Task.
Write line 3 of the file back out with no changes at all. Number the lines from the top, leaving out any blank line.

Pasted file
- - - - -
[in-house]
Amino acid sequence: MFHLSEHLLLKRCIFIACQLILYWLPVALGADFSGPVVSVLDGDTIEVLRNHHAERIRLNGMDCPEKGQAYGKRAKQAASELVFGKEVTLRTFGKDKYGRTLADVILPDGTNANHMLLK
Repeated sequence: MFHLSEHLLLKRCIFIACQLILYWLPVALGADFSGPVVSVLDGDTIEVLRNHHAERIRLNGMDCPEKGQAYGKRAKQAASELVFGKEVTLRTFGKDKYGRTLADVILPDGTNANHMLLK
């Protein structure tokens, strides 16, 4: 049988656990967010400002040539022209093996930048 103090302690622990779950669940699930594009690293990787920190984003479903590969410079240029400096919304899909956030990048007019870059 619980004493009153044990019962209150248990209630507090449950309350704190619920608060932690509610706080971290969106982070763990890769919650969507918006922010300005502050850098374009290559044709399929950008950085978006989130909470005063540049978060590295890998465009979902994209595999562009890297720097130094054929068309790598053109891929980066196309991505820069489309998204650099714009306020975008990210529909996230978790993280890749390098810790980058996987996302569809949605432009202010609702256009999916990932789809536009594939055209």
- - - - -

Repeated sequence: MFHLSEHLLLKRCIFIACQLILYWLPVALGADFSGPVVSVLDGDTIEVLRNHHAERIRLNGMDCPEKGQAYGKRAKQAASELVFGKEVTLRTFGKDKYGRTLADVILPDGTNANHMLLK